Members who left during the period when the course was closed have no returned and with strong local interest from the catchment area of Johnstownbridge, Celbridge, Leixlip, Lucan, Enfield, and Kinnegad, numbers are back up to 170 and rising. 

“Like every business you are always looking to put more in and a lot has been invested over the past year,” Mrs Shah says. “The pathways around the course are being tarmacadamed and that’s not cheap. Between the hotel and the golf course, around €2 million has already been put in.”

 Budding pros Gareth Shaw, Michael McGeady, Richard Kilpatrick and Colm Moriarty at Moyvalley back in 2010.

Budding pros Gareth Shaw, Michael McGeady, Richard Kilpatrick and Colm Moriarty at Moyvalley back in 2010.

That figure includes the purchase of new golf course machinery for course superintendent Alan Walsh, who has succeeded in bringing the course right back to its best.

The entire resort currently employs 60 people but that figure looks set to rise to 80 or more when the new leisure complex with swimming pool, sauna and a spa is fully functioning.

“We will have tennis courts and squash courts too and everything that will be unique and not made for the sake of it,” Mrs Shah says. “It will be perfect for a relaxing weekend.”

With a top of the range golf course, hotel, leisure complex and spa, Moyvalley will become an even more popular wedding venue and within two or three years, it will be close to the vision that Shah and Brady had for it when the decided to buy the complex just over a year ago.

While the membership is small, the club has become highly popular with golf societies and the course has undergone some vital drainage work, making it even more playable in winter.

Built by European Golf Design with Darren Clarke as the signature architect, no green fees were to be allowed at the par-72, 7,368-yard parkland layout, which was to be reserved exclusively for its members, their guests and residents of the hotel.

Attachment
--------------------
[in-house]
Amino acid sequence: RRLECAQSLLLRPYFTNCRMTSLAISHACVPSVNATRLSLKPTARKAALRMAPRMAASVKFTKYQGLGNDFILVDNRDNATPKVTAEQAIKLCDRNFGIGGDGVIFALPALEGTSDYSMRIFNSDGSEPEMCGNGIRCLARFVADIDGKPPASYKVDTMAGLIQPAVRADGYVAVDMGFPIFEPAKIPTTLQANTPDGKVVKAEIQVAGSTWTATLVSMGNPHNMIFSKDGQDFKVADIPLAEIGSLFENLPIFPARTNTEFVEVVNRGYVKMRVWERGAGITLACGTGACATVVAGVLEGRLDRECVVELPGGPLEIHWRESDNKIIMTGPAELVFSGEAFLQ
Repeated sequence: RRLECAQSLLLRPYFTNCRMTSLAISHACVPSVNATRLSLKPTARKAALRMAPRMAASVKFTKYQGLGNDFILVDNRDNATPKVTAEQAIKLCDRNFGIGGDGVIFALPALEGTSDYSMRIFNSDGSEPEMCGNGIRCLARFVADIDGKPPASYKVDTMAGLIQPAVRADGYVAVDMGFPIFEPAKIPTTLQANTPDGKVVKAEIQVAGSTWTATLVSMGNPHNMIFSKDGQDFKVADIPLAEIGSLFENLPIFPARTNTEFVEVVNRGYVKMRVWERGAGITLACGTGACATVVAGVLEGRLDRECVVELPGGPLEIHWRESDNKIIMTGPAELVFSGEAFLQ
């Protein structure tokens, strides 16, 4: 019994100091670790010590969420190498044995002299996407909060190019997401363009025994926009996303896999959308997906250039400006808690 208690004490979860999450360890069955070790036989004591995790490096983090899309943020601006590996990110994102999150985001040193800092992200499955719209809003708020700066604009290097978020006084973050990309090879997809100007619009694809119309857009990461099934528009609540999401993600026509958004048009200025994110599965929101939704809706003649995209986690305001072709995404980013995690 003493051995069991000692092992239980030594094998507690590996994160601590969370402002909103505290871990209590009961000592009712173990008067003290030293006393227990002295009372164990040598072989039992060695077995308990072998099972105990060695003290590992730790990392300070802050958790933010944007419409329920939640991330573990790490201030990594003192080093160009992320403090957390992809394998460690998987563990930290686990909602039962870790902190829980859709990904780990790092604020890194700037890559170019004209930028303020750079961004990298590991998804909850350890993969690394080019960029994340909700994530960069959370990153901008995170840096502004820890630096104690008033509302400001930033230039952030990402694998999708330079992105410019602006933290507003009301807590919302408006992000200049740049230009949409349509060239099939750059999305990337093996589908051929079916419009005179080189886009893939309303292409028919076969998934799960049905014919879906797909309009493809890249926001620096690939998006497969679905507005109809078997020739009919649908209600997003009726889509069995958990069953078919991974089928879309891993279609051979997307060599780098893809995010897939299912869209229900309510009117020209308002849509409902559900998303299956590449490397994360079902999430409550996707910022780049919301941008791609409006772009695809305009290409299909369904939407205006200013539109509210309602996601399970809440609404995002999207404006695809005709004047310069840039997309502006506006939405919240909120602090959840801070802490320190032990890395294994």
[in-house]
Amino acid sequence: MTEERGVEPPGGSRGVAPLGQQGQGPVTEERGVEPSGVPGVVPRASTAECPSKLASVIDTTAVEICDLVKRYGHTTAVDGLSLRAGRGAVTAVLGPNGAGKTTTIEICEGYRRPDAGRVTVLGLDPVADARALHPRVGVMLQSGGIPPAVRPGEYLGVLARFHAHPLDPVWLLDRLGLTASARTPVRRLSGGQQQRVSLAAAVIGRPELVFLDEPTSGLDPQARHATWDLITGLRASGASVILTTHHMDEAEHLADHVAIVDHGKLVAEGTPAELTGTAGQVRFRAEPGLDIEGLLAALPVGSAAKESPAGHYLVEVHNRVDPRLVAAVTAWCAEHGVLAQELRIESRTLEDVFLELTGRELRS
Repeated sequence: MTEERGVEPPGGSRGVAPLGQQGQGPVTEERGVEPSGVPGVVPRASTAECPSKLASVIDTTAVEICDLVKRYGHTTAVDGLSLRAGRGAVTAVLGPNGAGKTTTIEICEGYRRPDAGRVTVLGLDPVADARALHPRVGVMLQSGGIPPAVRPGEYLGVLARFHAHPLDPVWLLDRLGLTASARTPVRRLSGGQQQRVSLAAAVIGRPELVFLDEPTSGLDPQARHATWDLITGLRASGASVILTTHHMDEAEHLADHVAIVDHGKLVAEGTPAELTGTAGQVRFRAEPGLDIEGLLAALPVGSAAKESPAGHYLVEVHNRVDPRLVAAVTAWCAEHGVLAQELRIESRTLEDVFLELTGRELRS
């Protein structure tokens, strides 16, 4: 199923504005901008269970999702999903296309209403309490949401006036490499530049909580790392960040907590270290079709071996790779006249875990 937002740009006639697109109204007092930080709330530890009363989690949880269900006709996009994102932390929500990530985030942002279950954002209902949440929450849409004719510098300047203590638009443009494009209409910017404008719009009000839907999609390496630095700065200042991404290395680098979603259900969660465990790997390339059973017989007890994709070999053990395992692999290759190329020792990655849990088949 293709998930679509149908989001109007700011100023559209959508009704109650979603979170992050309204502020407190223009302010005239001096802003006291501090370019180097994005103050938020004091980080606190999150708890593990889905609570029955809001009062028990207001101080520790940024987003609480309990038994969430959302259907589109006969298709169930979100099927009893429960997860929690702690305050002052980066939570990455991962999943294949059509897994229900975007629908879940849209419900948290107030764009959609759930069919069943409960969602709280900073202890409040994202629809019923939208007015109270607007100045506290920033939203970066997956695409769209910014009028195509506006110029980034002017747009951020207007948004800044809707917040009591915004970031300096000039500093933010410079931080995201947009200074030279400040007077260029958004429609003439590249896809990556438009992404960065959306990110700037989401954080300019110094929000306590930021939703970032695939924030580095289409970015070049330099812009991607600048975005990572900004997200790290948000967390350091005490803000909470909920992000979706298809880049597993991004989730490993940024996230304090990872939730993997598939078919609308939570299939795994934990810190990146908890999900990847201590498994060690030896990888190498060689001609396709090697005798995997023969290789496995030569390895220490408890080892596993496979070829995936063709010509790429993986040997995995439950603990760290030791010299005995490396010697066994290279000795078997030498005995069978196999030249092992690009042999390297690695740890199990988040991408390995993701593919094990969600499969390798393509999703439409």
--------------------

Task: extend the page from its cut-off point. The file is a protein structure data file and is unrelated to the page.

When it hosted the Challenge of Ireland in 2009, it cost just €10,000 for a preference share and in June 2010 it was seized by NAMA and put into receivership.

 The hotel at Moyvalley

The hotel at Moyvalley

The sale is a boost for the locality and while it also means continued competition for business for local clubs, its facilities make it one of country’s leading destinations.

Its practice facilities are second to none with its driving range and short game academy incorporating two practice chipping greens, practice bunkers and putting greens.

The collective design philosophy for the course was to make sure that it would be suitable for the leading professionals from the back tees but also playable and enjoyable from the forward ones for the amateurs.

While the on-site apartments have now been let, the resort’s hotel still features 54 stylish and fully air conditioned bedrooms, a bar and restaurant, as well as the popular holiday cottages.

The new owners are very keen to encourage former members to return and to attract new members at what are excellent rates.

After all, the facilities are world class with a two storey, self-contained golf clubhouse, a pro’s shop and extensive locker room facilities. Not only that, the spacious bar and restaurant facilities only serve to enhance the enjoyment and comfort felt by visitors and members alike.

The 19th century Italianate Manor House, Balyna House, and adjoining abbey have both been painstakingly restored to add a further touch of class to the magnificent surrounds.

The new proprietors have put in place a strong and enthusiastic management team and have retained all of the existing employees.  With the development of the leisure complex, they hope to expand the facility to its full potential and employment for up to 80 people over the next three years.

A past Lady Captain of the Slieve Russell Golf Club, Mrs Shah knows her golf and with her business acumen and one of the best facilities in the country, an Irish golfing success story is brewing in one of the most scenic parts of Co Kildare.